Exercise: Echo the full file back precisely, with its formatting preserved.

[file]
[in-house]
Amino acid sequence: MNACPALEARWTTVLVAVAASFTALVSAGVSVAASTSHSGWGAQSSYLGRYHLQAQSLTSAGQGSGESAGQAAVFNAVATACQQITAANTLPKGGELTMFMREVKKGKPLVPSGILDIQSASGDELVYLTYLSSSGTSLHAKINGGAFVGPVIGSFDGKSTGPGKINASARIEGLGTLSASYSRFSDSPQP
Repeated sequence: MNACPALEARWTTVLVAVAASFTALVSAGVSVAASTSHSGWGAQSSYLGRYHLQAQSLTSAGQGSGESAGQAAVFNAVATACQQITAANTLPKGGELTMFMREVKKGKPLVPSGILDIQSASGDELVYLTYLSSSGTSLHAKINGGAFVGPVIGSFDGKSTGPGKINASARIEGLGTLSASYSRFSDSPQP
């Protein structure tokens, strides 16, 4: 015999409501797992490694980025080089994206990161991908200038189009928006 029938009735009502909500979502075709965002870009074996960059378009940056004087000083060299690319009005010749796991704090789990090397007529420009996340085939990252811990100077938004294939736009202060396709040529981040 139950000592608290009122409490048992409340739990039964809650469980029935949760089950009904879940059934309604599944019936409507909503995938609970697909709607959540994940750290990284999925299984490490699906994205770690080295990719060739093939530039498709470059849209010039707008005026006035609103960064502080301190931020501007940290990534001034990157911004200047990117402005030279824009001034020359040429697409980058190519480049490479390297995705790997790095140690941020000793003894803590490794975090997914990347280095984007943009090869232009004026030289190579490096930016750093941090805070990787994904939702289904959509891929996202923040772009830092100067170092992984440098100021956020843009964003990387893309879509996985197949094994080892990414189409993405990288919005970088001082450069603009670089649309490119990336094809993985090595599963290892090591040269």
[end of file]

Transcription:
[in-house]
Amino acid sequence: MNACPALEARWTTVLVAVAASFTALVSAGVSVAASTSHSGWGAQSSYLGRYHLQAQSLTSAGQGSGESAGQAAVFNAVATACQQITAANTLPKGGELTMFMREVKKGKPLVPSGILDIQSASGDELVYLTYLSSSGTSLHAKINGGAFVGPVIGSFDGKSTGPGKINASARIEGLGTLSASYSRFSDSPQP
Repeated sequence: MNACPALEARWTTVLVAVAASFTALVSAGVSVAASTSHSGWGAQSSYLGRYHLQAQSLTSAGQGSGESAGQAAVFNAVATACQQITAANTLPKGGELTMFMREVKKGKPLVPSGILDIQSASGDELVYLTYLSSSGTSLHAKINGGAFVGPVIGSFDGKSTGPGKINASARIEGLGTLSASYSRFSDSPQP
């Protein structure tokens, strides 16, 4: 015999409501797992490694980025080089994206990161991908200038189009928006 029938009735009502909500979502075709965002870009074996960059378009940056004087000083060299690319009005010749796991704090789990090397007529420009996340085939990252811990100077938004294939736009202060396709040529981040 139950000592608290009122409490048992409340739990039964809650469980029935949760089950009904879940059934309604599944019936409507909503995938609970697909709607959540994940750290990284999925299984490490699906994205770690080295990719060739093939530039498709470059849209010039707008005026006035609103960064502080301190931020501007940290990534001034990157911004200047990117402005030279824009001034020359040429697409980058190519480049490479390297995705790997790095140690941020000793003894803590490794975090997914990347280095984007943009090869232009004026030289190579490096930016750093941090805070990787994904939702289904959509891929996202923040772009830092100067170092992984440098100021956020843009964003990387893309879509996985197949094994080892990414189409993405990288919005970088001082450069603009670089649309490119990336094809993985090595599963290892090591040269």